Things got stranger when it was found that there was a possible connection between the mystery boy and a child abduction case that had occurred at about the same time he was found, when a Paul Fronczak was born at Michael Reese Hospital and was kidnapped by someone posing as a nurse. The FBI and Paul’s parents became so convinced that “Scott” was actually their missing son that they successfully gained custody of him and raised him as Paul Fronczak, despite the fact that blood tests were inconclusive on the true identity of the boy. In light of this reunion, the case seemed closed. Or at least so they thought.
Years later, when “Paul Fronczak” was a grown man, he became obsessively curious about his real past and who he really was. He wanted to know the truth, and so he bought a home DNA test kit and convinced his parents to take it. With the more modern techniques involved, DNA testing had come a long way over the decades, and this time there was no mistake at all. He was not remotely related to the people he had thought of as his parents his whole life. He was not their abducted baby after all. He would himself say of this startling and crushing revelation:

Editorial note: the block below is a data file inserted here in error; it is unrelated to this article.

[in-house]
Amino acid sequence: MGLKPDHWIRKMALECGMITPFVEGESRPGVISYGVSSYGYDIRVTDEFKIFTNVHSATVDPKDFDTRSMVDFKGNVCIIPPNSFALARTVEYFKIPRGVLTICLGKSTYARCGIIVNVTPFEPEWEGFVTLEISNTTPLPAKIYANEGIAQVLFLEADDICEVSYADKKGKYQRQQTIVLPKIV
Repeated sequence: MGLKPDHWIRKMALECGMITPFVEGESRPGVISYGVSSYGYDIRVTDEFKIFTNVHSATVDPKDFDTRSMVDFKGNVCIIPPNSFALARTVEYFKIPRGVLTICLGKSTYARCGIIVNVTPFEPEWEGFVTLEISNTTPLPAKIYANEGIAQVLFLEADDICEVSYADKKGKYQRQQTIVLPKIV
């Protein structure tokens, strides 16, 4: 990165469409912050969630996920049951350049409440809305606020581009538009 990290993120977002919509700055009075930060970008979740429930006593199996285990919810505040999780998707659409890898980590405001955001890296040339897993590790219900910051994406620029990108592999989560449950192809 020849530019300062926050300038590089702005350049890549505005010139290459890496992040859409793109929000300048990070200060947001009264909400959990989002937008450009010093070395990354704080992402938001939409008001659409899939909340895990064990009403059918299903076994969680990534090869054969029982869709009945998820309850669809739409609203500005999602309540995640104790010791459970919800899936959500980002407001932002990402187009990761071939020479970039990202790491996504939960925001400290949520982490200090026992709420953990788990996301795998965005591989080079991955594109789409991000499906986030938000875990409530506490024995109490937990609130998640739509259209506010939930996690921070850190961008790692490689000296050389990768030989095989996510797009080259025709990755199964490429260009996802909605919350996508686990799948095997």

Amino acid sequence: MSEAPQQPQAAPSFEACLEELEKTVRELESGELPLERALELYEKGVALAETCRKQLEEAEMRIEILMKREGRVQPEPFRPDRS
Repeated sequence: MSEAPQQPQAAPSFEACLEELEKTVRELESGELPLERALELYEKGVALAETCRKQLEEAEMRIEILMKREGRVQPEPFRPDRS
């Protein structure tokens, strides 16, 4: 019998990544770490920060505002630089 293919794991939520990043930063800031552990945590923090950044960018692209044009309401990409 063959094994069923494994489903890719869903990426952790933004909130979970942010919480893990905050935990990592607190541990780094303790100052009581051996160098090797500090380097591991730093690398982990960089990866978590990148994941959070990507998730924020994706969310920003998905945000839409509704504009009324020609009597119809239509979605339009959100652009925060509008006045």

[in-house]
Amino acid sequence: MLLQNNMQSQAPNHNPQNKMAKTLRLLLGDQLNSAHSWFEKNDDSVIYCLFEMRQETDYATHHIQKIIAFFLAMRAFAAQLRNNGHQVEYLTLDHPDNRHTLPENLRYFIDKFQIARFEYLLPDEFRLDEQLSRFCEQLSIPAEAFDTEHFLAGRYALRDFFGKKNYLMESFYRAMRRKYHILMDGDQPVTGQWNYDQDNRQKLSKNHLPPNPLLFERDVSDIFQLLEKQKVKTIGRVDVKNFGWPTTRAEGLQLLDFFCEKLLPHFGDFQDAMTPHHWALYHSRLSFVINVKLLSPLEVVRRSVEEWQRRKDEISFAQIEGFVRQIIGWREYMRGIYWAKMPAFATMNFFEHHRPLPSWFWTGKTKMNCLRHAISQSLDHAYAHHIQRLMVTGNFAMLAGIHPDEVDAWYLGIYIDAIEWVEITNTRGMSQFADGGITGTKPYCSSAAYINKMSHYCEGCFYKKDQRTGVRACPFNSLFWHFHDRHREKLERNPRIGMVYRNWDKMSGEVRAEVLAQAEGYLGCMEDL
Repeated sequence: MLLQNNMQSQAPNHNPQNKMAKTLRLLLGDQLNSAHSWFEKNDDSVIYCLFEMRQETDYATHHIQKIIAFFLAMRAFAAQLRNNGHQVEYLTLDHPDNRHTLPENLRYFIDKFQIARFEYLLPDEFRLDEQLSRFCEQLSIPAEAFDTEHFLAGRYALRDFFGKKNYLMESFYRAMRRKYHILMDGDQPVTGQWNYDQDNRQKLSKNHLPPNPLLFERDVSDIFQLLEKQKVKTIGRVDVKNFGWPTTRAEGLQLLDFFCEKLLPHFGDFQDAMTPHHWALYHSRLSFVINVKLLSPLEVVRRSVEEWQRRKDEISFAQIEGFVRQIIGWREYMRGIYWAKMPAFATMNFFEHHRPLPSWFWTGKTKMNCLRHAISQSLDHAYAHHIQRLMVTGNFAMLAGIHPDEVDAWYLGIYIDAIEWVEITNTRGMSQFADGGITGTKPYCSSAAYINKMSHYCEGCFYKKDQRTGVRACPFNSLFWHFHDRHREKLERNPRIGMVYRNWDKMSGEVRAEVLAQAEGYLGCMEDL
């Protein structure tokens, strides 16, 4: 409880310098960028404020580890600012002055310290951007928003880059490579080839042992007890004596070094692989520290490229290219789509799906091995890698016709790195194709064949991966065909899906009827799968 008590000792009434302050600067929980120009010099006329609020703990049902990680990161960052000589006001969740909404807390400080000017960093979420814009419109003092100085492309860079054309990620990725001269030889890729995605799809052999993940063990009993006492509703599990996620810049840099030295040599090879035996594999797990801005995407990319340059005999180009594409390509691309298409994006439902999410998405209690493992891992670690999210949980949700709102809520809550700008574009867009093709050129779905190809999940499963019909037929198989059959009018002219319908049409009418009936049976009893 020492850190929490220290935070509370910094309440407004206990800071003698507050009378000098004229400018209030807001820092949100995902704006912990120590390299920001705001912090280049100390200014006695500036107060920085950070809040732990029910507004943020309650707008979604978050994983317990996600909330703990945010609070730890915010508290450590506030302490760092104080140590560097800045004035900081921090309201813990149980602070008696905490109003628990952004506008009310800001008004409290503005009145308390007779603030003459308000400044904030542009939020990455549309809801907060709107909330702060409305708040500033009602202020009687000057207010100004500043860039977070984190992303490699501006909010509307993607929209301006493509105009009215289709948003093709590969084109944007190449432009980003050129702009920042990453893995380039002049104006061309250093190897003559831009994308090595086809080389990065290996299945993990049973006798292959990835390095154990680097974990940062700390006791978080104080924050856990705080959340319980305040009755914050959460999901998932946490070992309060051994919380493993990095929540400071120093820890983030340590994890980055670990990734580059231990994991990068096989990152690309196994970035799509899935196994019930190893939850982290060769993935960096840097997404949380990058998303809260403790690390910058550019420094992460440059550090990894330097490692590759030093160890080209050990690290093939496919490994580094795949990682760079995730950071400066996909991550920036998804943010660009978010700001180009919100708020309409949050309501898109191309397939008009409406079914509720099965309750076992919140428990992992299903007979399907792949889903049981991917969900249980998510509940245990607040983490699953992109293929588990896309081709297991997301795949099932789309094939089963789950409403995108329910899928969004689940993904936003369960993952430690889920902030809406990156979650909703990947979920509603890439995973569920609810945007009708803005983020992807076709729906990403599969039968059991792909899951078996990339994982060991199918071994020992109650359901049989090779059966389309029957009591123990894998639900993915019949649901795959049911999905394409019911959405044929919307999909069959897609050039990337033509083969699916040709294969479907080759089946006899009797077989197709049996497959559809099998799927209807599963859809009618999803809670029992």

I feel kind of like an imposter because I am still using his birth certificate. Paul is out there. I have his birth certificate. … I want to give it to him, and I want to find mine. My parents raised me, and they did a great job. I feel that if I don’t do everything I can to help find the real child, then I’m not doing my job as a son.I don’t know anything about myself. I don’t know how old I am, my heritage, my birthday … all these things that people take for granted.